During a trial at The Old Bailey in February 2010, a man was given no jail sentence for deliberately breaking a stranger’s jaw in an unprovoked attack. He was let off with community service and a fine. The judge reasoned that the accused merited no harsher punishment because he was religious, and therefore unlikely to reoffend. The decision highlights the bizarre, yet persisting, assumption that religious faith is somehow an indication of good character – that there is something intrinsically and self evidentially good about being religious.
Society supposes to believe in the morality of religion due to its moral teachings and the charity done by religious groups. However, if you do think religious people are moral, you must ask yourself why they are moral. Is it plausible that their morality comes from the teachings of the holy books and from a belief in heaven and fiery hell? The holy books of the monotheisms were written when humans had no understanding of bacteria, tectonic activity or electricity; when they believed the earth was a disk, and the sky a dome. Is anyone seriously suggesting that without these we wouldn’t know right from wrong? If the Jewish ancestors were not at the foot of Mount Sinai would we not understand that it is wrong to murder? If God were proven not to exist would we all immediately embark on lives of theft, murder and cruelty?
Virtuous behaviour by a believer, or on behalf of a religious organisation is not proof of the moral steadfastness of religion. It is not even argument in its favour. People of religious charity did not originally lead self-centered and selfish lives until instructed by scripture to donate their money and free time to others. Such an argument goes nowhere in explaining the good actions done without supernatural consideration or inducement. With the claim that religion is inseparable from ethics and morality they are conceding that if it were not for faith, they would lead a lives of unbridled immorality. Is it ethical to be good only because you fear punishment? A person who led a good life only because they feared hell would go straight to hell.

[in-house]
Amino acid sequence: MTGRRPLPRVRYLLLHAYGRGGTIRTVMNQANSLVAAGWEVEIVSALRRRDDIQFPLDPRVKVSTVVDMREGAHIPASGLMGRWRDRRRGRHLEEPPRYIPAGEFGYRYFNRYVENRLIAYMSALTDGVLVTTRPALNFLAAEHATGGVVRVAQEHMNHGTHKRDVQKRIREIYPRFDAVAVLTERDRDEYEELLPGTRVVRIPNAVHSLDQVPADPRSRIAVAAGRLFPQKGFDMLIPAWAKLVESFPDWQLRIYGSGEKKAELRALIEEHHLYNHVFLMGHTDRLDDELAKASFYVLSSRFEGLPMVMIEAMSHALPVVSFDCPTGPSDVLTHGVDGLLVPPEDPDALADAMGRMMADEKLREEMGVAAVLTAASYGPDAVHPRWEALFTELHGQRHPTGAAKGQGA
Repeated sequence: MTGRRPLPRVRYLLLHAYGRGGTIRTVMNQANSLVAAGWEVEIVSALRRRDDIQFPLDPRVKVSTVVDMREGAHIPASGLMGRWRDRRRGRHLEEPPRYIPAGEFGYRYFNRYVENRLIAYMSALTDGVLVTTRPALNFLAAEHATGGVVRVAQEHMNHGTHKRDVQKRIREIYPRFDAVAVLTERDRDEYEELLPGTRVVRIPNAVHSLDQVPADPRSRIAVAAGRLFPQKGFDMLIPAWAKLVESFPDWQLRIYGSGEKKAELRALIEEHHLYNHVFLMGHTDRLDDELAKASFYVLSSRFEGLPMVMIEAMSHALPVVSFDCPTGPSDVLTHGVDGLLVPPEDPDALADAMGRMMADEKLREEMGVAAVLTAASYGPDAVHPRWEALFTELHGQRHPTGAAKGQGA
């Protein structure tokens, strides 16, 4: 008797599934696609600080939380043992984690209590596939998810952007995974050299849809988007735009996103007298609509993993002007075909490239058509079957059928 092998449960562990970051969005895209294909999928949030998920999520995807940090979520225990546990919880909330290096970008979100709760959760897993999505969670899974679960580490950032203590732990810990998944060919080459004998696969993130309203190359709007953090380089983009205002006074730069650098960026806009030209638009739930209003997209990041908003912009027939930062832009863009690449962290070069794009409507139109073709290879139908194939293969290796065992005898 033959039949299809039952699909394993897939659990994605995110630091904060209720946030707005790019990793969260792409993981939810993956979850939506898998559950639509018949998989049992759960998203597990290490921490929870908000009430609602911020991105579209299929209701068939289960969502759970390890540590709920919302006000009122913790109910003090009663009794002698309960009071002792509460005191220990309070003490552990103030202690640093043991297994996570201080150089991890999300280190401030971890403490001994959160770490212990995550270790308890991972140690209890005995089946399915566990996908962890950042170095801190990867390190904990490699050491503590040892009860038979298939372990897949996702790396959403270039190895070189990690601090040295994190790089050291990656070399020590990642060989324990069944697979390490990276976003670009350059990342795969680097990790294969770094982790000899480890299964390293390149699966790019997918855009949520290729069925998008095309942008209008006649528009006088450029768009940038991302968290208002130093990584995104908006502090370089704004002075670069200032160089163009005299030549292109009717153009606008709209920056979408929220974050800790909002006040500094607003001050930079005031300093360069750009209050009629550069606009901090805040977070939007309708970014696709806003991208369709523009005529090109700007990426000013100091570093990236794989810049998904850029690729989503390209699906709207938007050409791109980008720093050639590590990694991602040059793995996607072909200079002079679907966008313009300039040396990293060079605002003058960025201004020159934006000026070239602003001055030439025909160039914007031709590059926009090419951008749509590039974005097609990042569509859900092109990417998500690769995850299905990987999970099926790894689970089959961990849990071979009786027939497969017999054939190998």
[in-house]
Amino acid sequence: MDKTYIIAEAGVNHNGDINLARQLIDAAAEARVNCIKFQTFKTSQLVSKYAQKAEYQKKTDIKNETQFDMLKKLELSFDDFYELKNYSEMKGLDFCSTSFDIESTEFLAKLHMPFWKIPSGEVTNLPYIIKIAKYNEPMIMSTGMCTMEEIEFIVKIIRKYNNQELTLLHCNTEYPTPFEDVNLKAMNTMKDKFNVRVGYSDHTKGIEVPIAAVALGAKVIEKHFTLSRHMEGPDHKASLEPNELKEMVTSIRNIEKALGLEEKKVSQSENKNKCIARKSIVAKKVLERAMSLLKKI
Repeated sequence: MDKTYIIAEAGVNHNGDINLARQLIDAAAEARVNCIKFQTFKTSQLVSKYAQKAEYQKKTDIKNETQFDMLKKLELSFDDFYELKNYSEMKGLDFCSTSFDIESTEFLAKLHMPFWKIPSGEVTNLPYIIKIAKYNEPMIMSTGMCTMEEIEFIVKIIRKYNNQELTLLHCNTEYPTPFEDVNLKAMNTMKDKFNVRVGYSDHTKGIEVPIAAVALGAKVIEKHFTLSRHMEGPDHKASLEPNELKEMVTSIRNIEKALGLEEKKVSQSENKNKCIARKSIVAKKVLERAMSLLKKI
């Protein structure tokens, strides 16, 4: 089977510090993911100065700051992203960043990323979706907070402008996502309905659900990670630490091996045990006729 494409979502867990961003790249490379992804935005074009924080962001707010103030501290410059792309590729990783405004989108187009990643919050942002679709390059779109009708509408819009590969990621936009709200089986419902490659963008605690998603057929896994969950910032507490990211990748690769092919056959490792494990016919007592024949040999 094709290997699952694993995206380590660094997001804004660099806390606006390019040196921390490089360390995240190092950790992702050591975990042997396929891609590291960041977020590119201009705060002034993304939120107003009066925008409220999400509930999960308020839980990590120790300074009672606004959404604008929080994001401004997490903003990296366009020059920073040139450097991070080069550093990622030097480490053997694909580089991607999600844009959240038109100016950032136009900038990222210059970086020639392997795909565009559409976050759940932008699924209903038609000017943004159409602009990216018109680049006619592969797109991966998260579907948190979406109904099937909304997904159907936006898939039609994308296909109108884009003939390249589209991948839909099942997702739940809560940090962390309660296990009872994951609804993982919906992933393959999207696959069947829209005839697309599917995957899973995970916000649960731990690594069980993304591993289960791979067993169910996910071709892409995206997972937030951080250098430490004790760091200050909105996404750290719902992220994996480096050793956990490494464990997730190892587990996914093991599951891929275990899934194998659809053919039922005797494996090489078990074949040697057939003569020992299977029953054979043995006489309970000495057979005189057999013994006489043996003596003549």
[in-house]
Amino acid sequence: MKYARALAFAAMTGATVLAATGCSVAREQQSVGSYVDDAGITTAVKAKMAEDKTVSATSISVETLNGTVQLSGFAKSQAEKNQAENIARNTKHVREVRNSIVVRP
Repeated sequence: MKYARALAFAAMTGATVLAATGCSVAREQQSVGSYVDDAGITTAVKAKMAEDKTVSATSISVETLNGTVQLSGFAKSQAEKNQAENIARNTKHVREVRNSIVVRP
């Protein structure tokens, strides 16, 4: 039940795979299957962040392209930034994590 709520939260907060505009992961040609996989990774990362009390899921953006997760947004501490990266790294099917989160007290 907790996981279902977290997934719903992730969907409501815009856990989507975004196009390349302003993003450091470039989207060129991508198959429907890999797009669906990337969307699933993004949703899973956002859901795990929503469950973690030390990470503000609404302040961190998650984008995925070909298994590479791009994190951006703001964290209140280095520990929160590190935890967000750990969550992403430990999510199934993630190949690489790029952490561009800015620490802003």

Morality is part of human nature. It is also in the nature of a large number of animal species that don’t claim to be divinely inspired. If you see a child trying to run into a stream of traffic, something tells you what you ought to be doing about it. Equally, if you think of the worst thing you have ever done, the action of which you are least proud, and that you would least like to have widely known about, it undoubtedly pales in comparison to the actions of Dr Harold Shipman. Dr Shipman took great pleasure in murdering people who trusted him. Although you are ashamed of what you did, you think: “Yeah, but I’d never do that, I wouldn’t, and no one needs to tell me why I wouldn’t’.”
Morality is effortless, it’s innate, and doesn’t need to be taught to children. Even an 18-month year old child will try to comfort someone they see in distress. The argument is brilliantly summed up by Christopher Hitchens: “name me an ethical statement made, or an action taken by a believer that could not have been performed by a non believer. As yet I have heard of none. However, if you ask an audience to name a wicked action directly attributable to religious faith, nobody has any difficulty in finding an example”.
In spite of the current pessimistic view of the declining morality of society, the historical trend is of a positive improvement in society’s moral outlook. Today’s views on race, gender, equality, war, torture and sexual orientation are wildly different from the widespread views of society at the beginning of the 20th Century, and even from the views of the 1950s. Mainstream views on all these topics have only improved. The standard of morality in society improves decade on decade, and it is only based on our own ethical intuitions, and on conversation with the ethical intuitions of others. The moral standard has advanced so far that even the actions of Hitler, widely regarded today as pushing the envelope of evil into unchartered territory, would not have even been noteworthy in the time of Genghis Khan.